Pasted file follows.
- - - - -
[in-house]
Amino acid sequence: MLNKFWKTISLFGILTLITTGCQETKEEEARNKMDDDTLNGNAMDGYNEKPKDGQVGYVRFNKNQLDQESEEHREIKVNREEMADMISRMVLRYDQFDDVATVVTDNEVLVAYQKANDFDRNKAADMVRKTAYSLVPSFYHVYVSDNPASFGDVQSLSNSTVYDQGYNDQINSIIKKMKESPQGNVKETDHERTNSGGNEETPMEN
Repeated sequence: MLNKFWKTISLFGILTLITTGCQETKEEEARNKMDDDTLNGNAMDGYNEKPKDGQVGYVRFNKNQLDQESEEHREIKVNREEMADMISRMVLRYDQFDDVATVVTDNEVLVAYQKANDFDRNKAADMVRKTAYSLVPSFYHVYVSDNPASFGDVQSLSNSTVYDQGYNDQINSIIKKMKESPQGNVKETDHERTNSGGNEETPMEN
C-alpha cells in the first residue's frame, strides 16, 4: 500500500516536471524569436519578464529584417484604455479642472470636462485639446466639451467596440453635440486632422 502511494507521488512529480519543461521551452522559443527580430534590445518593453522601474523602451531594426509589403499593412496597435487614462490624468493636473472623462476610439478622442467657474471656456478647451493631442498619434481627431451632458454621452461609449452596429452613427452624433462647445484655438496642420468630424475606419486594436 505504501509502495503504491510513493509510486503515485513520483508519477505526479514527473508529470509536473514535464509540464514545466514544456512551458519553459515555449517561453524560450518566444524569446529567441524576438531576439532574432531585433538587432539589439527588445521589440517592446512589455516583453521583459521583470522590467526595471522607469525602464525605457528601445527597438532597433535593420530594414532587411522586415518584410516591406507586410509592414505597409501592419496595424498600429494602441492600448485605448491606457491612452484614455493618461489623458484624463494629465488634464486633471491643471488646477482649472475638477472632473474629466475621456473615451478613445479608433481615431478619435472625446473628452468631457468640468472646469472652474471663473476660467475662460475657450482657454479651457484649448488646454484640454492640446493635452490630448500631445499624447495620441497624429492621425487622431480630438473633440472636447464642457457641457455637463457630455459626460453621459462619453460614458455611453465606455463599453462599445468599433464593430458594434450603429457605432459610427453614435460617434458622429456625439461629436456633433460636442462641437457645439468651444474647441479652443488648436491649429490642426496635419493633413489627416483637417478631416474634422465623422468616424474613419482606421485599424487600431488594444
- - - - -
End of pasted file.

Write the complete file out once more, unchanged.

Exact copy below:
[in-house]
Amino acid sequence: MLNKFWKTISLFGILTLITTGCQETKEEEARNKMDDDTLNGNAMDGYNEKPKDGQVGYVRFNKNQLDQESEEHREIKVNREEMADMISRMVLRYDQFDDVATVVTDNEVLVAYQKANDFDRNKAADMVRKTAYSLVPSFYHVYVSDNPASFGDVQSLSNSTVYDQGYNDQINSIIKKMKESPQGNVKETDHERTNSGGNEETPMEN
Repeated sequence: MLNKFWKTISLFGILTLITTGCQETKEEEARNKMDDDTLNGNAMDGYNEKPKDGQVGYVRFNKNQLDQESEEHREIKVNREEMADMISRMVLRYDQFDDVATVVTDNEVLVAYQKANDFDRNKAADMVRKTAYSLVPSFYHVYVSDNPASFGDVQSLSNSTVYDQGYNDQINSIIKKMKESPQGNVKETDHERTNSGGNEETPMEN
C-alpha cells in the first residue's frame, strides 16, 4: 500500500516536471524569436519578464529584417484604455479642472470636462485639446466639451467596440453635440486632422 502511494507521488512529480519543461521551452522559443527580430534590445518593453522601474523602451531594426509589403499593412496597435487614462490624468493636473472623462476610439478622442467657474471656456478647451493631442498619434481627431451632458454621452461609449452596429452613427452624433462647445484655438496642420468630424475606419486594436 505504501509502495503504491510513493509510486503515485513520483508519477505526479514527473508529470509536473514535464509540464514545466514544456512551458519553459515555449517561453524560450518566444524569446529567441524576438531576439532574432531585433538587432539589439527588445521589440517592446512589455516583453521583459521583470522590467526595471522607469525602464525605457528601445527597438532597433535593420530594414532587411522586415518584410516591406507586410509592414505597409501592419496595424498600429494602441492600448485605448491606457491612452484614455493618461489623458484624463494629465488634464486633471491643471488646477482649472475638477472632473474629466475621456473615451478613445479608433481615431478619435472625446473628452468631457468640468472646469472652474471663473476660467475662460475657450482657454479651457484649448488646454484640454492640446493635452490630448500631445499624447495620441497624429492621425487622431480630438473633440472636447464642457457641457455637463457630455459626460453621459462619453460614458455611453465606455463599453462599445468599433464593430458594434450603429457605432459610427453614435460617434458622429456625439461629436456633433460636442462641437457645439468651444474647441479652443488648436491649429490642426496635419493633413489627416483637417478631416474634422465623422468616424474613419482606421485599424487600431488594444